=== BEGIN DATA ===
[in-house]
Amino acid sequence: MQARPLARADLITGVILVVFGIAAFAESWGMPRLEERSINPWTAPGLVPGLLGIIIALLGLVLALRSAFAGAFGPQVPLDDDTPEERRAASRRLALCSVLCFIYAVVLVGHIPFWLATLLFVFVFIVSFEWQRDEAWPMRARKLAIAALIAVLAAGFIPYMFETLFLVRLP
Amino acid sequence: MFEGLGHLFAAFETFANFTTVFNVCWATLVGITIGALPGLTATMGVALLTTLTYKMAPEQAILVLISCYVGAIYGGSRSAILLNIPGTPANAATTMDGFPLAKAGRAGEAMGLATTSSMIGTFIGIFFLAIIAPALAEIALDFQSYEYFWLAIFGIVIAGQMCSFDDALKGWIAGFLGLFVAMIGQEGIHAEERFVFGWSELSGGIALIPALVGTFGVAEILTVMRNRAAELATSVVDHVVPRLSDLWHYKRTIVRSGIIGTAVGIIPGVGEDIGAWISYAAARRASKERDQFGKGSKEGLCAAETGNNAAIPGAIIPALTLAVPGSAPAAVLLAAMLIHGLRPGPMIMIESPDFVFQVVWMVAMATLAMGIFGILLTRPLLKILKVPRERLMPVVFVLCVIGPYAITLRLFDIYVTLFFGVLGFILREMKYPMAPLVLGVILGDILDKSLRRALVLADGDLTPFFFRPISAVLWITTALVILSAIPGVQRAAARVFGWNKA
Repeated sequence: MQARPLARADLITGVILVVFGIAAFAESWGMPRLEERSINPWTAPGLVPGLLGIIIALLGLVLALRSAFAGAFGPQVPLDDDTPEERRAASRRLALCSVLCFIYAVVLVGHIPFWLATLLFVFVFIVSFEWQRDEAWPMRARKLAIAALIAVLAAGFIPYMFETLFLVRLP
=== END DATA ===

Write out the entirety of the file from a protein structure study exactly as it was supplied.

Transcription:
[in-house]
Amino acid sequence: MQARPLARADLITGVILVVFGIAAFAESWGMPRLEERSINPWTAPGLVPGLLGIIIALLGLVLALRSAFAGAFGPQVPLDDDTPEERRAASRRLALCSVLCFIYAVVLVGHIPFWLATLLFVFVFIVSFEWQRDEAWPMRARKLAIAALIAVLAAGFIPYMFETLFLVRLP
Amino acid sequence: MFEGLGHLFAAFETFANFTTVFNVCWATLVGITIGALPGLTATMGVALLTTLTYKMAPEQAILVLISCYVGAIYGGSRSAILLNIPGTPANAATTMDGFPLAKAGRAGEAMGLATTSSMIGTFIGIFFLAIIAPALAEIALDFQSYEYFWLAIFGIVIAGQMCSFDDALKGWIAGFLGLFVAMIGQEGIHAEERFVFGWSELSGGIALIPALVGTFGVAEILTVMRNRAAELATSVVDHVVPRLSDLWHYKRTIVRSGIIGTAVGIIPGVGEDIGAWISYAAARRASKERDQFGKGSKEGLCAAETGNNAAIPGAIIPALTLAVPGSAPAAVLLAAMLIHGLRPGPMIMIESPDFVFQVVWMVAMATLAMGIFGILLTRPLLKILKVPRERLMPVVFVLCVIGPYAITLRLFDIYVTLFFGVLGFILREMKYPMAPLVLGVILGDILDKSLRRALVLADGDLTPFFFRPISAVLWITTALVILSAIPGVQRAAARVFGWNKA
Repeated sequence: MQARPLARADLITGVILVVFGIAAFAESWGMPRLEERSINPWTAPGLVPGLLGIIIALLGLVLALRSAFAGAFGPQVPLDDDTPEERRAASRRLALCSVLCFIYAVVLVGHIPFWLATLLFVFVFIVSFEWQRDEAWPMRARKLAIAALIAVLAAGFIPYMFETLFLVRLP